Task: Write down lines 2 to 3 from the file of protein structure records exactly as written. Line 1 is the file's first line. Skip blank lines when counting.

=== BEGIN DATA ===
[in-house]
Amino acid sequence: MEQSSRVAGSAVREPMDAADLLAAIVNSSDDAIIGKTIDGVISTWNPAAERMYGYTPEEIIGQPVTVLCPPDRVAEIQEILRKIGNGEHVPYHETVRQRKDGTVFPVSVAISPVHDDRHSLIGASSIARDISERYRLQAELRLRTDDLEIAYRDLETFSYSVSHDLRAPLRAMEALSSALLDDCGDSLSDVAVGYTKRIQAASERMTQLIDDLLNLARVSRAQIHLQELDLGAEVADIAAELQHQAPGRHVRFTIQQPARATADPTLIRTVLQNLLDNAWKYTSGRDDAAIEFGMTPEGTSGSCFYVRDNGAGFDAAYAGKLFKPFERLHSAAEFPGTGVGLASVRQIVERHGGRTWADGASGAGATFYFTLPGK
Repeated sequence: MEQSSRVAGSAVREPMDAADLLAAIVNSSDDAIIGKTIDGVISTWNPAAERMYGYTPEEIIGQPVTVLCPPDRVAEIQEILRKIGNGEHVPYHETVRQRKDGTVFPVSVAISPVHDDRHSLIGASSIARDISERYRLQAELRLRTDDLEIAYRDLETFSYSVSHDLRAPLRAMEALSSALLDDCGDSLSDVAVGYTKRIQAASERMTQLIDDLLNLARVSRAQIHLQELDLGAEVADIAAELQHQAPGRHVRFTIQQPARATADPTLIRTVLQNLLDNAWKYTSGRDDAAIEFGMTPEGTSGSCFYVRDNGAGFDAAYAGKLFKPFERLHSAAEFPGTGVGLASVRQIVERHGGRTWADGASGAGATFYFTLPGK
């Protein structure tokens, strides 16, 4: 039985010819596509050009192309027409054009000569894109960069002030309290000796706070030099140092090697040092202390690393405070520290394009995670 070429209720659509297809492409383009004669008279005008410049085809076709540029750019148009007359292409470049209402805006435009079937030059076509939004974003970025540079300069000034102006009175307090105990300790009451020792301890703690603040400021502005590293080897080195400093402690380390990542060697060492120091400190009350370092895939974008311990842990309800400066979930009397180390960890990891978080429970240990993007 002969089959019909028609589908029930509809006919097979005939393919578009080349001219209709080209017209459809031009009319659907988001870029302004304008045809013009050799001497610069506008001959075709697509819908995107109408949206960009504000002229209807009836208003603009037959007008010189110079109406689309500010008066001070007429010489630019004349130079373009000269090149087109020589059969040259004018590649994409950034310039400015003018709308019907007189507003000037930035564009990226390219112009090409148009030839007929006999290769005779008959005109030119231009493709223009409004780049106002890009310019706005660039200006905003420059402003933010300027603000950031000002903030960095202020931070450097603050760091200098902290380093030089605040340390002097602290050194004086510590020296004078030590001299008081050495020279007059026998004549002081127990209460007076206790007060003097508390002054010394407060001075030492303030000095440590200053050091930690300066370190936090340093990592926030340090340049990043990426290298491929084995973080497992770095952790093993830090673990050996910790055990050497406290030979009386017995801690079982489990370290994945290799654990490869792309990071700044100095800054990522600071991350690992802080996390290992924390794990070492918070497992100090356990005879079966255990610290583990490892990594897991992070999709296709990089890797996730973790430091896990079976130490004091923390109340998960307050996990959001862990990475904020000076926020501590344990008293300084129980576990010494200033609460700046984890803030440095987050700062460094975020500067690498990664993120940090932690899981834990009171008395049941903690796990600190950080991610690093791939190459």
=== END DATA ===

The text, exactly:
Amino acid sequence: MEQSSRVAGSAVREPMDAADLLAAIVNSSDDAIIGKTIDGVISTWNPAAERMYGYTPEEIIGQPVTVLCPPDRVAEIQEILRKIGNGEHVPYHETVRQRKDGTVFPVSVAISPVHDDRHSLIGASSIARDISERYRLQAELRLRTDDLEIAYRDLETFSYSVSHDLRAPLRAMEALSSALLDDCGDSLSDVAVGYTKRIQAASERMTQLIDDLLNLARVSRAQIHLQELDLGAEVADIAAELQHQAPGRHVRFTIQQPARATADPTLIRTVLQNLLDNAWKYTSGRDDAAIEFGMTPEGTSGSCFYVRDNGAGFDAAYAGKLFKPFERLHSAAEFPGTGVGLASVRQIVERHGGRTWADGASGAGATFYFTLPGK
Repeated sequence: MEQSSRVAGSAVREPMDAADLLAAIVNSSDDAIIGKTIDGVISTWNPAAERMYGYTPEEIIGQPVTVLCPPDRVAEIQEILRKIGNGEHVPYHETVRQRKDGTVFPVSVAISPVHDDRHSLIGASSIARDISERYRLQAELRLRTDDLEIAYRDLETFSYSVSHDLRAPLRAMEALSSALLDDCGDSLSDVAVGYTKRIQAASERMTQLIDDLLNLARVSRAQIHLQELDLGAEVADIAAELQHQAPGRHVRFTIQQPARATADPTLIRTVLQNLLDNAWKYTSGRDDAAIEFGMTPEGTSGSCFYVRDNGAGFDAAYAGKLFKPFERLHSAAEFPGTGVGLASVRQIVERHGGRTWADGASGAGATFYFTLPGK